Risk Behaviours

A study of 452 ex-prisoners in England by the author interviewed within three months of being released found 27% of 168 injectors had injected in prison and the majority (73%) had shared syringes. The level of syringe sharing before being imprisoned was 45% while 23% reported sharing after being released. Many attempted to clean their injecting equipment, but this occurred less often in prison and by less effective methods of sterilisation. Diverse sexual activity was reported by 10% of the sample and included heterosexual vaginal intercourse, both active and passive homosexual anal and oral sex. Although about one reported using condoms in prison, they are not available in English prisons (WC 3321).

Zeljkovic reported that three quarters of 1,754 incarcerated adolescents in Los Angeles reported previous illicit drug use and the average age of first use was 13 years. IV drug use was reported by 4%, with heroin being cited as the main drug. Of those injecting, 60% were sharing syringes prior to incarceration (WD 4194). Baker presented another paper on the same study and showed that virtually all minors (97%) reported being sexually active prior to imprisonment. Their average age was 16.3, the average age of sexual debut was 13.1 years and 41% had more than 10 partners. Of the 18 males who had sex with men, over 60% (12) had more than ten partners. About one third reported some condom use and 13% reported having engaged in active anal sex. Exchanging sex for money or drugs was reported by 7% of the female and 12% of male minors (MD 4098).

A survey of334 detained minors in Los Angeles found 17% of males and 36% of females who were sexually active had a history of sexually transmitted diseases (WD 4238).

Risk factors for HIV infection

Martin conducted a cross-sectional study through Spanish prisons of 19,946 people to examine the risk factors which determine HIV infection. Six risk factors were identified with IVDU being the most important. Tattooing was also important, but homosexual relations and blood transfusion were not (WD 4236).

Care and treatment of HIV positive prisoners

Lawst reported that incarcerated women in Kentucky, America, with all stages of HIV disease were provided with direct access to a full range of primary care (MD 4248), while Beylot described the health care of 160 HIV positive prisoners in France (WD 4195). Likewise Emmanelli described the care of HIV positives in the largest European prison, where 1,025 of 5,000 prisoners are HIV positive (WD 4232).

A fortnightly HIV medical clinic was established at Saughton Prison, Edinburgh in August 1989. By December 1990, only 8% of 501 HIV patients had been seen. However for 11 it was their first attendance at a clinic and 28 were seen after being discharged. Prisoners had access to AZT trials. The system ensures similar availability of medical care to that in the community (WD 4233).

Scheib identified and followed 34 people with AIDS and 40 symptomatic individuals who were released from correctional facilities in America. A high rate of non compliance with medication and recurrent substance abuse was noted, with over 80% returning to substance use. They called for systematic health care planning prior to release (WD 4234).

The author found that many of the ex-prisoners interviewed in England who were or wereassumed to be HIV positive reported they had received negative treatment, stigmatization, exclusion from work and physical hostility. Only 16% (n=63) reported they received both pre-and post- test counselling (WC 3321).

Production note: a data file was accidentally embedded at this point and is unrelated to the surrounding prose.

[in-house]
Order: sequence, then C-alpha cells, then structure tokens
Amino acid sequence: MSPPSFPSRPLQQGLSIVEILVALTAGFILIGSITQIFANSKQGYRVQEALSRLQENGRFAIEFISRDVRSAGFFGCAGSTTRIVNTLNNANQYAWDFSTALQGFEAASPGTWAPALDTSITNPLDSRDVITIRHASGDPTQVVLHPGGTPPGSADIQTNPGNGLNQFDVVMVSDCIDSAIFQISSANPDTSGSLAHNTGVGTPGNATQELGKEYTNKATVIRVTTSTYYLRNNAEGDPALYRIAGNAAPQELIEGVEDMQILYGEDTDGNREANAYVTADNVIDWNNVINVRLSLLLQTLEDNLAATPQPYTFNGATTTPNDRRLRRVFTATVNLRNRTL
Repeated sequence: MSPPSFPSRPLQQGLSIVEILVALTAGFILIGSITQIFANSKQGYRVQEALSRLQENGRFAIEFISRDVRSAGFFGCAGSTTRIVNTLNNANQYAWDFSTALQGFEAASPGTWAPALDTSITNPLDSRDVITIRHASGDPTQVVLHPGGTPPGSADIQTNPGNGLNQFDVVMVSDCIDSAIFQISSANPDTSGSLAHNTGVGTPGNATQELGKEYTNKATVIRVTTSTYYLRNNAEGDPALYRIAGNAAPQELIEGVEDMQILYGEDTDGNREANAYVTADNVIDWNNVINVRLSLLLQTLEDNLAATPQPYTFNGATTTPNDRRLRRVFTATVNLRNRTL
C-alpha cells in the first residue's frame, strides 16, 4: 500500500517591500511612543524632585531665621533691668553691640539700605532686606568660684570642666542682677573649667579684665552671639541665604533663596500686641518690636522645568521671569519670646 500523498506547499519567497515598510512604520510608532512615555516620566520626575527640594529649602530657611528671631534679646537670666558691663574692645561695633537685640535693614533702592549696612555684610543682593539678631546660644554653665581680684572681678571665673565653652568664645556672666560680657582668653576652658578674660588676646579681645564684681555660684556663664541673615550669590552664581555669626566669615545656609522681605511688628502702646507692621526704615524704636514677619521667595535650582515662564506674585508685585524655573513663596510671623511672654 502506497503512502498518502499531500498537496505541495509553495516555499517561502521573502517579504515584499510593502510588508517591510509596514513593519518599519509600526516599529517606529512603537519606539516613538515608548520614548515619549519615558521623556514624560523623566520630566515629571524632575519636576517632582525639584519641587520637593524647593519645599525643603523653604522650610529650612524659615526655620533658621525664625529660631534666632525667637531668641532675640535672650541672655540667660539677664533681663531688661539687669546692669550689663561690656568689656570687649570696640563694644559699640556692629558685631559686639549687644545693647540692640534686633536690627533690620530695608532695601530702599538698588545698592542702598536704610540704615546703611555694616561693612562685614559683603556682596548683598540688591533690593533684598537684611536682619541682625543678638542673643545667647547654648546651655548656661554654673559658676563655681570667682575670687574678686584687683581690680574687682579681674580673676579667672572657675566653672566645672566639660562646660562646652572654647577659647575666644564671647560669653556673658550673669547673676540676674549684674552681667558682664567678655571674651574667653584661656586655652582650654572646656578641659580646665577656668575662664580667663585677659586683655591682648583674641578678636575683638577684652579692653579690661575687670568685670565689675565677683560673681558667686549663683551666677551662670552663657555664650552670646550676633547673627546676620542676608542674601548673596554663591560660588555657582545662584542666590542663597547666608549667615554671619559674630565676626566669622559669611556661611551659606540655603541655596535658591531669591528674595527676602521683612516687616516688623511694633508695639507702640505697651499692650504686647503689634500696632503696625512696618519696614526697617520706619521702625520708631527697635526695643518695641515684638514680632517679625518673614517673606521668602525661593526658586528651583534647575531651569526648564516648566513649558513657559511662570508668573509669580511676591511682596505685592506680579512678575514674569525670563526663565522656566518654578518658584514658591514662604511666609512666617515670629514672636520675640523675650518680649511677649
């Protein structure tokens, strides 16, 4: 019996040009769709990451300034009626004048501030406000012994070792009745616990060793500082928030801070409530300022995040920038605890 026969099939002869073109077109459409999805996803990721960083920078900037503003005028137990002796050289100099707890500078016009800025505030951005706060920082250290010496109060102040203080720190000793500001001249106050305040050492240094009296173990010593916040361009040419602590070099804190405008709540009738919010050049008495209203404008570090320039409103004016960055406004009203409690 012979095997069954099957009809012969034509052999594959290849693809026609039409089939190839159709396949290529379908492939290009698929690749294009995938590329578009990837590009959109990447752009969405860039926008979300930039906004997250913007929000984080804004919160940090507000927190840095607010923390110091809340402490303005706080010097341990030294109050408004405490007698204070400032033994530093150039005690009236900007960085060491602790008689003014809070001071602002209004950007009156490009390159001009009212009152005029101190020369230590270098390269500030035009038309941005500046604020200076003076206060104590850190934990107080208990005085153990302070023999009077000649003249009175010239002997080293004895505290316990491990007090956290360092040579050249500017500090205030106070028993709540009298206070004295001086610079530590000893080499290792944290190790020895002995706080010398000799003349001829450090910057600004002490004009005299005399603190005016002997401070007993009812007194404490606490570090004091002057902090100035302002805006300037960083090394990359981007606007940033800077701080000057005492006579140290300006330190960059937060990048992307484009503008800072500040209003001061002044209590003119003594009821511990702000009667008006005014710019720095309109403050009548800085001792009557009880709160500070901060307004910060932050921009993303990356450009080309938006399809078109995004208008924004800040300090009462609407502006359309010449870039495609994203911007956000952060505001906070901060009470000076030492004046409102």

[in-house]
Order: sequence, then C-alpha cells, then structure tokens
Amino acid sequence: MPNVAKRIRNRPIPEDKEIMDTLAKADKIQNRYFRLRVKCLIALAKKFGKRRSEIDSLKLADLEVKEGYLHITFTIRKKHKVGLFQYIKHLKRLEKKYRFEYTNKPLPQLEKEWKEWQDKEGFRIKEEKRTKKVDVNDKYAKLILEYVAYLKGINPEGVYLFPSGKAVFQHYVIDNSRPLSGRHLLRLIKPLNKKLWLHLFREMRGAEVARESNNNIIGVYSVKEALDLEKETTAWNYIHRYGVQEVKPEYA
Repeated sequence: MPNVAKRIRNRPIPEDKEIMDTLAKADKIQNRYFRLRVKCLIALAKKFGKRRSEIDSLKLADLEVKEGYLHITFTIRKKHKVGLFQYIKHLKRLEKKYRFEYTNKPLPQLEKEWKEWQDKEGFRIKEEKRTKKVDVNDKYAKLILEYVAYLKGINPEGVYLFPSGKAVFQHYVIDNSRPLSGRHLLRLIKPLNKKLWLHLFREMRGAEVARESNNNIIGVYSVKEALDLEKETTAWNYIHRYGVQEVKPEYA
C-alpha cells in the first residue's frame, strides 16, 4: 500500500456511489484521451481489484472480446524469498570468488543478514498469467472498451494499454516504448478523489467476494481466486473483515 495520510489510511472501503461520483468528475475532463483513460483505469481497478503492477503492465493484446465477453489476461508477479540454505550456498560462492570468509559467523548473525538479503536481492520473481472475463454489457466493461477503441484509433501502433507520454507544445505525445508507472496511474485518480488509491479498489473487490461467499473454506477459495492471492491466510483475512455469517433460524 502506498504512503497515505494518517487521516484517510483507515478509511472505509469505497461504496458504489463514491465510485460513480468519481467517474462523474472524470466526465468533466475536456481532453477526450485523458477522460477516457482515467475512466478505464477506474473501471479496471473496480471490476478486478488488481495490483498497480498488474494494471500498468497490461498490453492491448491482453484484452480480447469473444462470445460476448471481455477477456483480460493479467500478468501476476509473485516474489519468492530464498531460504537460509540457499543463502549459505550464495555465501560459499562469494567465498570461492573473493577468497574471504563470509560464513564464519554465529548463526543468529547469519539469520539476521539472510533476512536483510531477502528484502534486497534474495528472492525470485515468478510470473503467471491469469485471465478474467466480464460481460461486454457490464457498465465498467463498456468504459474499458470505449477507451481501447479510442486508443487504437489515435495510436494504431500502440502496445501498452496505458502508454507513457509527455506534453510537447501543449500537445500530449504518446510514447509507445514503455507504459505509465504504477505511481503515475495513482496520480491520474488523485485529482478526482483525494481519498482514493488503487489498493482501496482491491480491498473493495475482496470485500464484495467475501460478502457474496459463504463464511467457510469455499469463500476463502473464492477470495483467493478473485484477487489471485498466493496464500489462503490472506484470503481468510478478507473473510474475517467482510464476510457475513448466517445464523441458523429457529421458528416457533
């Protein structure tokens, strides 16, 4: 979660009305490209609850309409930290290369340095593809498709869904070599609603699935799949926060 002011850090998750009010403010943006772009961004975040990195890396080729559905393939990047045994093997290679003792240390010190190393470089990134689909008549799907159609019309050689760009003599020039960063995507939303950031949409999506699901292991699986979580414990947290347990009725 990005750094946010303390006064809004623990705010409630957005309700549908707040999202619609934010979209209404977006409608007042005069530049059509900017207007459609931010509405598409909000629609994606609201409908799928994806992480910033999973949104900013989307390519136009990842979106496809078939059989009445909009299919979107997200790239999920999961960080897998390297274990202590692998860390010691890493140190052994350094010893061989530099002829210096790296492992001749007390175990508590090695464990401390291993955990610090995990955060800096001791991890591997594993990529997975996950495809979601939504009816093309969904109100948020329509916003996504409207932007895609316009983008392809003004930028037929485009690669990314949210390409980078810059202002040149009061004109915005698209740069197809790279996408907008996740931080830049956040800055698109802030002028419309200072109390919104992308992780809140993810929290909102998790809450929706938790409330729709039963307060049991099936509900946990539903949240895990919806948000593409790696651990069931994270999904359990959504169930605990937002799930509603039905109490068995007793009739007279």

Education

Hernadez established the baseline knowledge of American inmates and, with their input, designed treatment protocols for HIV positive inmates, developed peer education programmes in Spanish and English and produced a video. One beneficial outcome was an enhanced relationship between infected and non infected inmates. (WD4235) .

Roy studied the feasibility of group interventions using instructional games in a medium security Canadian male prison.

Although IDUs were targeted, only 47% had injected at least once but all 45 participants said they would recommend the session to another inmate. It may be necessary to reach IDUs through other inmates (WC 3307)

The effectiveness of two educational approaches, ‘empowerment’ and ‘didactic’, were compared for women in a New York City detention centre. Those who atiended the empowerment sessions were significantly more likely to feel they knew a lot about AIDS to agree they could protect themselves and to know the specific risks facing incarcerated women. Also the ‘empowered’ women were more likely to report they had learned new ways to talk to their partners about sex and how to access services in jail, which are two important skills (MD 4249).

Firpo attempted to increase the perceived vulnerability to HIV and to reduce HIV risk behaviours of the incarcerated adolescents in Los Angeles. A videotape was created by peers and shown to a selected group of high risk adolescents. When followed up, over half of those involved in making the video had an increased sense of perceived vulnerability to HIV while 76% of the minors had decreased their sexual risk behaviour (WD 4255).

Conclusion

The small number of presentations concerned with prisons at the Seventh International Conference on AIDS is unsatisfactory. This probably reflects the lack of research and action in this important area. An international, or at least European, conference on prison and HIV/AIDS would draw together all available data. For example many presenting papers on drug use also made some brief reference to prisons. Areas where more research is needed would be highlighted and then systematically collected. My personal experience of research in this area leads me to believe that international collaboration, similar to the W.H.O. study of injectors in 10 countries, is required to overcome some of the political stagnation.

Few countries were able to report on the existence of efforts to prevent the transmission of HIV in prison by supplying condoms or bleach. No one reported on the effectiveness nor acceptabilty of such measures. It is crucial that these measures are evaluated to ascertain whether the spread of HIV is being affected.